A panel of five High Court judges in Malawi who identified widespread irregularities in the Malawi presidential election in 2019, and called for fresh elections have been given one of the most prestigious awards in the world from Chatham House in the United Kingdom.
According to Chatham House, Malawi’s constitutional court judges have set an example for their peers across the world by upholding the centrality of the rule of law and separation of powers at a time when standards of democratic governance are under threat not only in Africa, but in many democracies.
The 2019 Malawi presidential election result was overturned after a panel of five High Court judges identified ‘widespread, systematic, and grave irregularities’ in the polls and called for fresh elections.
The election was won by incumbent President Peter Mutharika who was seeking re-election. The President appealed and still lost. The judges ordered a re-run in 150 days which was won by the opposition candidate Chimasa in 2020.
Despite high-level bribery attempts and threats, Justice Healey Potani, Justice Ivy Kamanga, Justice Redson Kapindu, Justice Dingiswayo Madise and Justice Michael Tembo – who arrived in court under armed escort and wearing bullet-proof vests – delivered their 500-page ruling which upheld the constitution and defended citizens’ democratic rights in the most difficult circumstances.
The award is an annual honour awarded to the person, persons or organization who are deemed by the institute’s members to have made the most significant contribution to the improvement of democracy and international relations in the previous year.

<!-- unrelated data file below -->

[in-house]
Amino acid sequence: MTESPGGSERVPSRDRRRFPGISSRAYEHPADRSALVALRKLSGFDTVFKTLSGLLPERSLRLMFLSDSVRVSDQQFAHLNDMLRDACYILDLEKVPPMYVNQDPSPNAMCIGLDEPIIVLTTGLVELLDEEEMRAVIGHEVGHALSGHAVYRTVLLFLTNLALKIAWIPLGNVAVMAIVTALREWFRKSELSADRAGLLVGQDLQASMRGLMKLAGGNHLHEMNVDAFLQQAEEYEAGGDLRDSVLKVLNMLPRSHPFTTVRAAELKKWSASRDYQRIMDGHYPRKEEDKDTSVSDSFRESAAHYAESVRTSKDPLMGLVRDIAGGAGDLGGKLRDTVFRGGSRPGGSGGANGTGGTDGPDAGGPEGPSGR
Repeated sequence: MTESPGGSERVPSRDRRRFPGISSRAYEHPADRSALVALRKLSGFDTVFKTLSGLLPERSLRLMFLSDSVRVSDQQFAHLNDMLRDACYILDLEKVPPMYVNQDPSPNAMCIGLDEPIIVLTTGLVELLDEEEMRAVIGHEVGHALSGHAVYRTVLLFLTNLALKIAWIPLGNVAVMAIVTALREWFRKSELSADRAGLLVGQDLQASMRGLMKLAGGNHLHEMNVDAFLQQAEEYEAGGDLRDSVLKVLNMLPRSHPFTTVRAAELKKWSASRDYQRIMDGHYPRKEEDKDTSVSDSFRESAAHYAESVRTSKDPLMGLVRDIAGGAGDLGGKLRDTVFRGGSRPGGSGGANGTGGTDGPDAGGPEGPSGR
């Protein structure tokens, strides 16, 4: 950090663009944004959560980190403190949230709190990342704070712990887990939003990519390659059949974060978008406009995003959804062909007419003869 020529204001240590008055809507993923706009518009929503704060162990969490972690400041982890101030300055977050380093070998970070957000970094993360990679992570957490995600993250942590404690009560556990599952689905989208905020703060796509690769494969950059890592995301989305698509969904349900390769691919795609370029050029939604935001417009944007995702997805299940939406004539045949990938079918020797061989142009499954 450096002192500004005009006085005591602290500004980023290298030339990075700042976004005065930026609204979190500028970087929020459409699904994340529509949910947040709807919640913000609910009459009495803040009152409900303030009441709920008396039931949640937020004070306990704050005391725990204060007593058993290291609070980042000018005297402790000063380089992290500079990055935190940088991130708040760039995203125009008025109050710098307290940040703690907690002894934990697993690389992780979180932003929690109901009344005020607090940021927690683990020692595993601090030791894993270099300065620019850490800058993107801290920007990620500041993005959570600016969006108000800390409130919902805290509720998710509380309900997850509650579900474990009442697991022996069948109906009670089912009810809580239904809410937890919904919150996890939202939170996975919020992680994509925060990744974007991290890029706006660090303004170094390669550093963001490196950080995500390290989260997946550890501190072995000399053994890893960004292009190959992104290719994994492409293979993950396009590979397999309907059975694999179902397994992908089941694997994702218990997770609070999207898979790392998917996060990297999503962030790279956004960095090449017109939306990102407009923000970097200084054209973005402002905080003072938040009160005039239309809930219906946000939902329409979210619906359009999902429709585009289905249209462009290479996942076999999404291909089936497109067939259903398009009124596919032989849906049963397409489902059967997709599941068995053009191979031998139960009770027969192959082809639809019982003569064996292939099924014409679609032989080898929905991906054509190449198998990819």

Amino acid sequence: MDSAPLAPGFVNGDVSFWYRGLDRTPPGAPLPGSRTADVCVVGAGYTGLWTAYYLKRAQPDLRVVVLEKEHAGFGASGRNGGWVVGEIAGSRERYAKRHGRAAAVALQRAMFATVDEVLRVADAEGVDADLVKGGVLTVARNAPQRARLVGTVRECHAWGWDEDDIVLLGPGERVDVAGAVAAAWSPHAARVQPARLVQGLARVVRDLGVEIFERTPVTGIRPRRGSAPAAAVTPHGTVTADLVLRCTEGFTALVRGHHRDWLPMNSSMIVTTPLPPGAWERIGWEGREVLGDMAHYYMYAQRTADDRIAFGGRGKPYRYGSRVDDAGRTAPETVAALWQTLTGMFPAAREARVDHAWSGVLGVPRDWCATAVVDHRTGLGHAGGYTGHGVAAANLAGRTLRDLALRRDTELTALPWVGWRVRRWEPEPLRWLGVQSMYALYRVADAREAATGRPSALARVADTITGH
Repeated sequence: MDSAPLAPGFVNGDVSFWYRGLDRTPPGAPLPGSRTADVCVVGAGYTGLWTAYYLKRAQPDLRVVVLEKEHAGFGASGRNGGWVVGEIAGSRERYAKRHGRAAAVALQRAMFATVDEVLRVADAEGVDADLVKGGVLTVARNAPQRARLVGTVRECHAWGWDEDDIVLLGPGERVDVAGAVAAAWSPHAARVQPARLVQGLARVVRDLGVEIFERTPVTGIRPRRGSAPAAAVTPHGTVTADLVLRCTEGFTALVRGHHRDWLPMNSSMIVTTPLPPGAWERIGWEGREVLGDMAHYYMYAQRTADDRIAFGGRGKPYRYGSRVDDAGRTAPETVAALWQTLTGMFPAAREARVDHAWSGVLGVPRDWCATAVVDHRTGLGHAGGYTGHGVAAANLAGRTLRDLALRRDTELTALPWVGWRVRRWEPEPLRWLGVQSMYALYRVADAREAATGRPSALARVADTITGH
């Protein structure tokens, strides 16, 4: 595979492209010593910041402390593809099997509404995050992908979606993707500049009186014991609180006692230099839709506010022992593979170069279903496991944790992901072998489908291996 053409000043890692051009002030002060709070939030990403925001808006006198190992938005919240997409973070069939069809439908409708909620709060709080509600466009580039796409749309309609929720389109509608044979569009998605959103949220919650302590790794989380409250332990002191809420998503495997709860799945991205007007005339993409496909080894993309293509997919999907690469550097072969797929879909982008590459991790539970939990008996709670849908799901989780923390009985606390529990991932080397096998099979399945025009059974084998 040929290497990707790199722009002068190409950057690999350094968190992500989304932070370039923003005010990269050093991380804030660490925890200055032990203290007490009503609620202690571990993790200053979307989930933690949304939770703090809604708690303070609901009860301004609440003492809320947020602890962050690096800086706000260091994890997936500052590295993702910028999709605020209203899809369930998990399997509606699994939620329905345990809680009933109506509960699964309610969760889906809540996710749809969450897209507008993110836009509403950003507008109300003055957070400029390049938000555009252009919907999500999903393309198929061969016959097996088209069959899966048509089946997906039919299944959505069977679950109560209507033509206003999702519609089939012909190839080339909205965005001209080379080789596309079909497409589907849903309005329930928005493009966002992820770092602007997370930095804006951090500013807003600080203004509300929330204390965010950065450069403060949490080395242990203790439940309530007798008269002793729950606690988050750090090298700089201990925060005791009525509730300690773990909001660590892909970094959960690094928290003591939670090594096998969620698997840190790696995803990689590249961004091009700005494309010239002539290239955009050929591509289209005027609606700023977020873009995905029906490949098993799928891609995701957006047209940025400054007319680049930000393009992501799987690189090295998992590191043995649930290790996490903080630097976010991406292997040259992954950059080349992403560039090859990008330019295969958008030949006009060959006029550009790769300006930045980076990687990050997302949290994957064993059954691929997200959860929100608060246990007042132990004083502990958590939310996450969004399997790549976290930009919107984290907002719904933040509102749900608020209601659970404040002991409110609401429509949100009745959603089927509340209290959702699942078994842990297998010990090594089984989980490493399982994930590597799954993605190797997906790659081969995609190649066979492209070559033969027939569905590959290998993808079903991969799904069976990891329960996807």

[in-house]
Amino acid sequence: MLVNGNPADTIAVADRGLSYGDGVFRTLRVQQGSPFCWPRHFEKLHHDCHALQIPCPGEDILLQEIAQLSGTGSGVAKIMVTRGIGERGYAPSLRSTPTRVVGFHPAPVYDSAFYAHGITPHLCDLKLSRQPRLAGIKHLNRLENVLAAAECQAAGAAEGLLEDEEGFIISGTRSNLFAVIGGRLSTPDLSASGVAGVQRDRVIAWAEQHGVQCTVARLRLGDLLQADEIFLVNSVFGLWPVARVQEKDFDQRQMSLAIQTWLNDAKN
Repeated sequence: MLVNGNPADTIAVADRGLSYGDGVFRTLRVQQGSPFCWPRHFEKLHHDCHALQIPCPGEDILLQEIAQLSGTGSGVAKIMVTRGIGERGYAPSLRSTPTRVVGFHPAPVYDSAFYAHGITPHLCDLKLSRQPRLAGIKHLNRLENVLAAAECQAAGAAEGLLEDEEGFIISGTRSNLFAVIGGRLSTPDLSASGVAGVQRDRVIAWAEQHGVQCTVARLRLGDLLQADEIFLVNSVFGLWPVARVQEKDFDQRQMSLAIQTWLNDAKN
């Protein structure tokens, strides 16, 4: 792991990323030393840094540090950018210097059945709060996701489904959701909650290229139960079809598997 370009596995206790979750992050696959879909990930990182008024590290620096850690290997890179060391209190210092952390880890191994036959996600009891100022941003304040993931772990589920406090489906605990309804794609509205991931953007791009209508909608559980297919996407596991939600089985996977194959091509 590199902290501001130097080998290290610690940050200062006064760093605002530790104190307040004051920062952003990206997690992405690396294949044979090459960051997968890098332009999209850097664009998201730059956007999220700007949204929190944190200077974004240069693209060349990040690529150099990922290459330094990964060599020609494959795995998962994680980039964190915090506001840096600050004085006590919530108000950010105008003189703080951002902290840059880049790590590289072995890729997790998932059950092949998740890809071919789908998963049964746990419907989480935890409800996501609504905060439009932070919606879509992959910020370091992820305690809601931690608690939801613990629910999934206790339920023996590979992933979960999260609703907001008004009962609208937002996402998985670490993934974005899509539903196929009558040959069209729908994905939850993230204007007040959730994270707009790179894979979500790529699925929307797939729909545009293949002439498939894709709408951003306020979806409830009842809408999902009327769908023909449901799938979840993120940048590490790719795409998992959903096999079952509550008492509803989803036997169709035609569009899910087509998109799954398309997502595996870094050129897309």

According to Chatham House, while some African countries have made imortant progress in the consolidation of democracy, this is now under threat as the pandemic creates space for authoritarian opportunists. The Malawi ruling is unprecedented in a country where past elections have been marred by irregularities, electoral fraud and violence. The judges successfully asserted their independence in the face of significant pressures and the power of incumbency.
Dr Robin Niblett, Director of Chatham House, said there could be no more special way to mark Chatham House’s Centenary than by recognizing the commitment of these brave individuals to the cause of accountable governance and the justice that this affords to all.
“This is a historic moment for democratic governance. The ruling by Malawi’s constitutional court judges is not only crucial for rebuilding the confidence of Malawi’s citizens in their institutions, but also for upholding standards of democracy more widely across the African continent.”
Malawi’s constitutional court judges will be presented with the Chatham House Prize later this year, with a formal ceremony due to take place in 2021.
The Chatham House Prize is voted for by Chatham House members, following nominations from the institute’s staff.
The Chatham House Prize was launched in 2005. Previous recipients of the Prize include Sir David Attenborough and BBC Studios Natural History Unit, the Committee to Protect Journalists, Colombian president Juan Manuel Santos, president of Ghana John Kufuor, Médecins Sans Frontières and Melinda Gates, co-founder of the Bill and Melinda Gates Foundation.